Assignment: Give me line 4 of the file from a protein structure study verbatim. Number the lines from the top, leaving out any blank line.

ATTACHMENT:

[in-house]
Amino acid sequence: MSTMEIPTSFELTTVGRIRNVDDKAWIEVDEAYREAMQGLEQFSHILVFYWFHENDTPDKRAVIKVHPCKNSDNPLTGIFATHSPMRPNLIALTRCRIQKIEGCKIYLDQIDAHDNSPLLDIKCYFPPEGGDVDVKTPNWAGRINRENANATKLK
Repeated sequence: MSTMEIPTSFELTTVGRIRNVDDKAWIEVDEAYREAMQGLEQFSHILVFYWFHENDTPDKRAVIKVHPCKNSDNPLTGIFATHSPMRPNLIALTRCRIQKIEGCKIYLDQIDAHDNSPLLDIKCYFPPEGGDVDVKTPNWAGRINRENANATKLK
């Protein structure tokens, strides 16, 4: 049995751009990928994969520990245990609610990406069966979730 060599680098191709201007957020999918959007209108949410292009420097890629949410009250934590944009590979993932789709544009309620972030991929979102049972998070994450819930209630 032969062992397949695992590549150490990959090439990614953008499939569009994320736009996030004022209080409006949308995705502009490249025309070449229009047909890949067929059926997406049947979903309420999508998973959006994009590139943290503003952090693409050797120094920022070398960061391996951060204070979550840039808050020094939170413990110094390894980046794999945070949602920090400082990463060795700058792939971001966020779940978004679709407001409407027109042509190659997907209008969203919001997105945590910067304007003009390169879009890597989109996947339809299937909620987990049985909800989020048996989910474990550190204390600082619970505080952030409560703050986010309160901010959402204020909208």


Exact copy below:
């Protein structure tokens, strides 16, 4: 049995751009990928994969520990245990609610990406069966979730 060599680098191709201007957020999918959007209108949410292009420097890629949410009250934590944009590979993932789709544009309620972030991929979102049972998070994450819930209630 032969062992397949695992590549150490990959090439990614953008499939569009994320736009996030004022209080409006949308995705502009490249025309070449229009047909890949067929059926997406049947979903309420999508998973959006994009590139943290503003952090693409050797120094920022070398960061391996951060204070979550840039808050020094939170413990110094390894980046794999945070949602920090400082990463060795700058792939971001966020779940978004679709407001409407027109042509190659997907209008969203919001997105945590910067304007003009390169879009890597989109996947339809299937909620987990049985909800989020048996989910474990550190204390600082619970505080952030409560703050986010309160901010959402204020909208």